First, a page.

For all those who use xylitol, please note that although people can eat it, it’s TOXIC to dogs! Don’t give your dog ANY of the treats you make with xylitol. (I know most cooks like to share with their pets!)
Laura415 September 24, 2018
I am loving experimenting with different types of sweeteners in my baking and cooking. Currently, experimenting with a couple of things: One is date or raisin paste. I buy the date paste in a local middle eastern store and it is cheap and easy. If I find good deals on raisins I will simply rehydrate them in a bowl and use my hand blender to puree them. They keep in the fridge for quite a while. I'm surprised no one mentioned coconut sugar or Yacon. In San Francisco, where I live, I can grow Yacon and it is a cool crop. The Yacon themselves are a watery tuber that tastes lightly sweet a bit like a jicama. I knew that the pulp could be used as a gluten free flour and found out you can boil the juice down to make yacon syrup which tastes something like moslassas. I tried it and it was nice to use in muffins and other darker baked goods. It's supposed to be low glycemic too.
Babette's S. September 23, 2018
I became a major die-hard convert and user of Xylitol. Of all the sugar alcohols, it seems to be the one that doesn't cause any G.I. issues for most folks. It also seems to have numerous benefits. It tastes just like white sugar to my taste buds, but I sometimes find I need to use slightly more of than regular white sugar. I wish there would be more discussion of it a more usage. I always try to buy real birch xylitol.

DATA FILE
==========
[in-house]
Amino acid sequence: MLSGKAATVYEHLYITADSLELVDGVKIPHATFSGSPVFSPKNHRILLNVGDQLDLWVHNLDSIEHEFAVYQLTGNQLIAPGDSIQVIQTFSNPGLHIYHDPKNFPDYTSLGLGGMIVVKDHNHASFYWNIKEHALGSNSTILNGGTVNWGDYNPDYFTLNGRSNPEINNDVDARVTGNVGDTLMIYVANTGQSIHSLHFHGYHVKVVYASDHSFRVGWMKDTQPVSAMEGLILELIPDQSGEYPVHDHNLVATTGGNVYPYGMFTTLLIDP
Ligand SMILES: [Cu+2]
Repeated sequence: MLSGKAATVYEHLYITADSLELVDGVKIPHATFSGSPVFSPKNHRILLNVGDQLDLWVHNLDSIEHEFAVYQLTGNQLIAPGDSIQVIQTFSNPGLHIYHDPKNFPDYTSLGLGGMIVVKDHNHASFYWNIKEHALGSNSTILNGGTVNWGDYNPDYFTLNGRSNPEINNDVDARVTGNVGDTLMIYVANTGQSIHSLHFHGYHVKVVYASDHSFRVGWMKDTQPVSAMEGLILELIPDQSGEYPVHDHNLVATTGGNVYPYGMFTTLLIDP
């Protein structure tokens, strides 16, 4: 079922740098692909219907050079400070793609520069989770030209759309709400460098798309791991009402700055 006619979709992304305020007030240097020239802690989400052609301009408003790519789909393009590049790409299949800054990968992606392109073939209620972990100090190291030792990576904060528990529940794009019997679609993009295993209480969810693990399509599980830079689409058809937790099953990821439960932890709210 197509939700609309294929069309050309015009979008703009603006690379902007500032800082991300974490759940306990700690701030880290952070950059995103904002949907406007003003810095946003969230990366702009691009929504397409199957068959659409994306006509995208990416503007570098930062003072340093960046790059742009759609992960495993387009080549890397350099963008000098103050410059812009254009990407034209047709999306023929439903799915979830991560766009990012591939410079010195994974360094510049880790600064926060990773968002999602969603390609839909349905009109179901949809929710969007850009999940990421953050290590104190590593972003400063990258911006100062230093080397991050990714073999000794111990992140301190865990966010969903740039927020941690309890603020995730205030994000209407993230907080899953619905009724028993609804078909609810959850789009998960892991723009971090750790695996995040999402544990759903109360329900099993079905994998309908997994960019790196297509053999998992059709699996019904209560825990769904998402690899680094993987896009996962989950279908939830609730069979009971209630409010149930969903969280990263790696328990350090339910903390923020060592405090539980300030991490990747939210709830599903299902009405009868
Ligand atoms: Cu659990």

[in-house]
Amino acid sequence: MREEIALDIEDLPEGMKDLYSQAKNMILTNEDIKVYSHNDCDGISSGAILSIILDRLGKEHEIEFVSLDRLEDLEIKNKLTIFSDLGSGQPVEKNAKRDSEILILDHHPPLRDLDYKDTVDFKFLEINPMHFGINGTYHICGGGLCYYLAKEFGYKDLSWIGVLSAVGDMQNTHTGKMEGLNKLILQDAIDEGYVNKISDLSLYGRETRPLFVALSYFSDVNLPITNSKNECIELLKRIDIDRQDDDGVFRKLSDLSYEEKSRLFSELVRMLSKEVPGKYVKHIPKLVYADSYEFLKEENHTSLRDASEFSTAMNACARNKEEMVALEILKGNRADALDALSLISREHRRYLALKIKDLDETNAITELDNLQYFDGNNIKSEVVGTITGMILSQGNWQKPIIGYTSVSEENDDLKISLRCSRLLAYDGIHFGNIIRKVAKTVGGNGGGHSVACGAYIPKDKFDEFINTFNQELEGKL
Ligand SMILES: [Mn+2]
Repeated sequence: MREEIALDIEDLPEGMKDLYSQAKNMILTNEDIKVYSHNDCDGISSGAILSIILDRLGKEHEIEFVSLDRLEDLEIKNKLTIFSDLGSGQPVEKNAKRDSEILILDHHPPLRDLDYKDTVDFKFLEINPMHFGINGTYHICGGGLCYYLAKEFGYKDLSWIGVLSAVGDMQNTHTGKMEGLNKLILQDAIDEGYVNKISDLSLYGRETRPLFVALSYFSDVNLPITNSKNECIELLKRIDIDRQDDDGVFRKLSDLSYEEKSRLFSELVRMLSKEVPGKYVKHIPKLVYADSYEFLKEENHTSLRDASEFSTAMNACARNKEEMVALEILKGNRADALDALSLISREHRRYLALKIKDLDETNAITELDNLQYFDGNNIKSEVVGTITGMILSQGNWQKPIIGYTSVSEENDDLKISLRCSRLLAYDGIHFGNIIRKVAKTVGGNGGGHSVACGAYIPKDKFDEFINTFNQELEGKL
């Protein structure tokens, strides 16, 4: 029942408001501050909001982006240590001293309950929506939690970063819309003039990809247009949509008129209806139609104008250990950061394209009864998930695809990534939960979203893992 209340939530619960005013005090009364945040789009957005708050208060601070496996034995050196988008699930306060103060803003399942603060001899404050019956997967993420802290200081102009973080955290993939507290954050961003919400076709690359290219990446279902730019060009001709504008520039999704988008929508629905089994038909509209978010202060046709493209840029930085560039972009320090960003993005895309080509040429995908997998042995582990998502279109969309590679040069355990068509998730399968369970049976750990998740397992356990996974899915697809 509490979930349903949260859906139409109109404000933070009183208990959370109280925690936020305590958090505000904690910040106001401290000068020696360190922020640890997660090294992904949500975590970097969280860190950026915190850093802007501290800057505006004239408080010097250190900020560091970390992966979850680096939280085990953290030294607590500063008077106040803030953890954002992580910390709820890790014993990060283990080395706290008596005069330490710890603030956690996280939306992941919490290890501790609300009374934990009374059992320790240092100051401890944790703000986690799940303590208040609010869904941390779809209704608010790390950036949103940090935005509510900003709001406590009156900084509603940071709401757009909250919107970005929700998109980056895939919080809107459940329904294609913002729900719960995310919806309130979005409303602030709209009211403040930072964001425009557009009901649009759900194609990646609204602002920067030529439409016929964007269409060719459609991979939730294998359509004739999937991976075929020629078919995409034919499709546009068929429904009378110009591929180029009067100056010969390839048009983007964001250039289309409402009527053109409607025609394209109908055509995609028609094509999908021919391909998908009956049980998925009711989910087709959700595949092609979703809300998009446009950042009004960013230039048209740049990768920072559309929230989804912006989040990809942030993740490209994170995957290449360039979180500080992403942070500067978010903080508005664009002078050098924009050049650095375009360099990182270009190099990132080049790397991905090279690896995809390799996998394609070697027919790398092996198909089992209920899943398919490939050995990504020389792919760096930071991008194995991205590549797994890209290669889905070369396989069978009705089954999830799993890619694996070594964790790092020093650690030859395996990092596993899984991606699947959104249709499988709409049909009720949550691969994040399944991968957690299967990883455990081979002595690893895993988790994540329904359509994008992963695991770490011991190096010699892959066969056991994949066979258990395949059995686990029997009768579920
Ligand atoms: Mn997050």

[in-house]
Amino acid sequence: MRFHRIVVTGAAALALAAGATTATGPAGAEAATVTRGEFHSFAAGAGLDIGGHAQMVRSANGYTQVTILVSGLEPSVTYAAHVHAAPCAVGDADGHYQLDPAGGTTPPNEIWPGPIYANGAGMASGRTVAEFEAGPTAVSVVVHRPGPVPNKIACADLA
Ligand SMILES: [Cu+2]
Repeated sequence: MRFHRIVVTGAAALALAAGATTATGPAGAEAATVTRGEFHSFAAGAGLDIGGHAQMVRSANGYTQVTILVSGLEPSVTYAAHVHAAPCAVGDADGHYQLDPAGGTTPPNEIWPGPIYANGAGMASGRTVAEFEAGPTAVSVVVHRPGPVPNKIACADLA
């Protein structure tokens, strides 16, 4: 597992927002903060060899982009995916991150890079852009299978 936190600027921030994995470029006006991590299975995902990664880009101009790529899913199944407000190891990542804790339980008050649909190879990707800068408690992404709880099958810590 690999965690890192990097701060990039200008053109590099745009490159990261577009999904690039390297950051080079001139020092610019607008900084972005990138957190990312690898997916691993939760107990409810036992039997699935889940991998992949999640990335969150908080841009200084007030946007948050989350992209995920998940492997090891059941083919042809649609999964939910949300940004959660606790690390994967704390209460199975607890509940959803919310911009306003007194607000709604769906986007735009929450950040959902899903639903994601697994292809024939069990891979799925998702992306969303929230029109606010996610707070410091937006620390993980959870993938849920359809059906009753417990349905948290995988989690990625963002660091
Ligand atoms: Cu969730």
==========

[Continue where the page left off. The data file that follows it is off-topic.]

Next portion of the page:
Marcie September 23, 2018
Where's the recipe for the maple persimmon upside down cake? It's cruel and unusual punishment to only show the tinkling video-ette.
Ella Q. September 23, 2018
Here you go! Enjoy:
Monica B. September 23, 2018
Remember folks, white sugar is no more "bad for you" than "natural" sugars. As a chef and nutrition educator, I reduce all kinds of sugar in my cooking and my taste buds have adjusted. Like Chang, I use non-white sugar sweeteners is for flavor or texture. Otherwise, there is no significant difference in nutrients, really, certainly not in the amounts we should be using them in. Dates have a little extra fiber but it is probably easier to swap in some whole grain or nut flour if all you want is more fiber.
beth September 23, 2018
Would have appreciated some discussion of Stevia which seems to be, currently, the only answer to the comment (with which I agree) that “sugar is sugar is sugar” metabolically. And comments on coconut sugar which, I think, also belongs in the “sugar is sugar is sugar” camp - does it?